New Harrisburg public works site approved

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Dust was flying around the city's Public Works location on S. 19th Street as crews were swiftly working to pack up and move out.

During Wednesday night's special legislative meeting, City Council unanimously agreed to adopt a plan that would allow the Public Works Department to move its location to the former Brenner Motors Dealership near 19th and Paxton streets.

However, Harrisburg has until March 23 to move.

Mayor Eric Papenfuse explained that when the Harrisburg Strong recovery plan was finalized on December 23, included in the plan was the sale of the incinerator to the Lancaster County Solid Waste Management Authority. However, LCSWMA also purchased the property next to the trash burner, which is the current Public Works site.

“It's a large lot,” Papenfuse said.

Papenfuse said LCSWMA offered $300,000 as an incentive to the city in order to vacate the property within 90 days. If the deadline is not met, Papenfuse said the city will not get the money and could face lawsuits instead.

However, when the mayor's administration took office in early January, Papenfuse discovered little work was completed on finding a new location which could fit the city's logistical needs and budget.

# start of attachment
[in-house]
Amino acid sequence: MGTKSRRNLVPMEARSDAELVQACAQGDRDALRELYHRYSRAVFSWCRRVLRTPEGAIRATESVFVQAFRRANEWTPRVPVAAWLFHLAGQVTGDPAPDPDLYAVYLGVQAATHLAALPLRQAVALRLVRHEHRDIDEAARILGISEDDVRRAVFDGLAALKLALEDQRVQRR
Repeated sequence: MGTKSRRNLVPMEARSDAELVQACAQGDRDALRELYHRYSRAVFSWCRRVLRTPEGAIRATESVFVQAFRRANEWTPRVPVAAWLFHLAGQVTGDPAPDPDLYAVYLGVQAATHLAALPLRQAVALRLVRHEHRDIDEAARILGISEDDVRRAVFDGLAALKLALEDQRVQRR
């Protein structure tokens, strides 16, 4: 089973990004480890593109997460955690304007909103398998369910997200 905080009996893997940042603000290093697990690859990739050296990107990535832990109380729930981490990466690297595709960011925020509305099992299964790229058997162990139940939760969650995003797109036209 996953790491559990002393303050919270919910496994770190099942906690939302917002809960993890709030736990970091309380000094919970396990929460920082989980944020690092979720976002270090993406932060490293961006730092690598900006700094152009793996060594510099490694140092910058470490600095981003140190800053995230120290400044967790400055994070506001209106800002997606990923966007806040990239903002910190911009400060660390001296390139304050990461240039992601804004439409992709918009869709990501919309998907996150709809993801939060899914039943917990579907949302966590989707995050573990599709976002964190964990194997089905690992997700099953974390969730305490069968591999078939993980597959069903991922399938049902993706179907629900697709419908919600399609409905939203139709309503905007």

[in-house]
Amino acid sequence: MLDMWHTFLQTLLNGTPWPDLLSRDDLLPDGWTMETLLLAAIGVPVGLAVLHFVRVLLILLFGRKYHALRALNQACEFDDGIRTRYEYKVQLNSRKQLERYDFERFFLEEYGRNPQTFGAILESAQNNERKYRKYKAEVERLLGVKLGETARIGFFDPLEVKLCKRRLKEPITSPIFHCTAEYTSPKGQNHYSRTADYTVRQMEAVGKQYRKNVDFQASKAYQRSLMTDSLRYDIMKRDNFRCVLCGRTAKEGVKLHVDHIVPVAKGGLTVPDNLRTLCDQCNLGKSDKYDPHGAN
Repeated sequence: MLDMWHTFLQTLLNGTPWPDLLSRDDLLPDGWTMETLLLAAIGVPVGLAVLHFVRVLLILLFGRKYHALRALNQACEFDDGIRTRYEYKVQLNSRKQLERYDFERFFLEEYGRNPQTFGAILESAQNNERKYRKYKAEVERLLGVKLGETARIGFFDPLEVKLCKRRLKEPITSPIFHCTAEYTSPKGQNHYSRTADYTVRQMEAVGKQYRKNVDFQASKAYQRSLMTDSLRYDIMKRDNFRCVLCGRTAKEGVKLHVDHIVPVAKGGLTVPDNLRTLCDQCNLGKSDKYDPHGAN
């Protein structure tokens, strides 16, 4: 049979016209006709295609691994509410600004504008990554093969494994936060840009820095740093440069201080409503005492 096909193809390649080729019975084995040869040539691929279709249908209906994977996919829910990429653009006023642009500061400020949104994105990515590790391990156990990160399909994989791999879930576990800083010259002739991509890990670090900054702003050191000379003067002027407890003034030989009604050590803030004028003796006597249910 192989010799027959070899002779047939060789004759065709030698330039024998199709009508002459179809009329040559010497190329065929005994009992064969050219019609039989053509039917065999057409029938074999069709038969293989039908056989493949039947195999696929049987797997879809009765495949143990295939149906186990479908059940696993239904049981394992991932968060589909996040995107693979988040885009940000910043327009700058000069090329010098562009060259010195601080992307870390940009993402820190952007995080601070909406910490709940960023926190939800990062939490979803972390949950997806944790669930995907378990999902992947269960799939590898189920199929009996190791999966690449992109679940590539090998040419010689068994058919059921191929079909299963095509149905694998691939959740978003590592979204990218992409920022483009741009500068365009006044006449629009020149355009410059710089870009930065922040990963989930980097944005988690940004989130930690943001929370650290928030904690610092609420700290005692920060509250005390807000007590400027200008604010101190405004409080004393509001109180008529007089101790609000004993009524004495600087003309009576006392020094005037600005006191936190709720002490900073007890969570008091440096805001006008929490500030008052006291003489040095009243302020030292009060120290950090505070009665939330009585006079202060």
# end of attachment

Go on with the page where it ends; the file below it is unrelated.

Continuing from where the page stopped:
Papenfuse said the vacant dealership met and exceeded the expectations.

“It's a multi-million dollar building,” he said. “It's in prime location on Paxton Street. It's actually larger than the current facility.”

The mayor said Brenner did the city a solid and agreed to allow Harrisburg to purchase a short-term lease for a price “way below” the asking price. Papenfuse said the two-year lease is about $189,000 a year with an option for a third year with a cost of living adjustment in payment.

“Everyone agreed it's a really good spot for Public Works,” he said.

If the city is out by March 23, it would gain the $300,000 offered by LCSWMA. Thus far, Papenfuse said LCSWMA has given the city $150,000 in good faith the task will be completed.

Papenfuse said the money would help pay the lease and costs of the move. Scrap metal being junked during the move could also help fund projects, according the mayor.

Papenfuse said given the city's uncertain future with its own waste collection and disposal, the short-term lease buys time and gives the city flexibility when finding a long-term solution to fit its needs. He even discussed ideas a police substation or new fire station could be added to the site in the future.

However, that could all be pipe dreams if the city does not move out on time and fails to receive the $300,000. Papenfuse is optimistic that Public Works could move out on time, barring any unforeseen event.

“I have a detailed schedule from public works on what needs to be done each and every day between now and then and we should make it,” he said.

 

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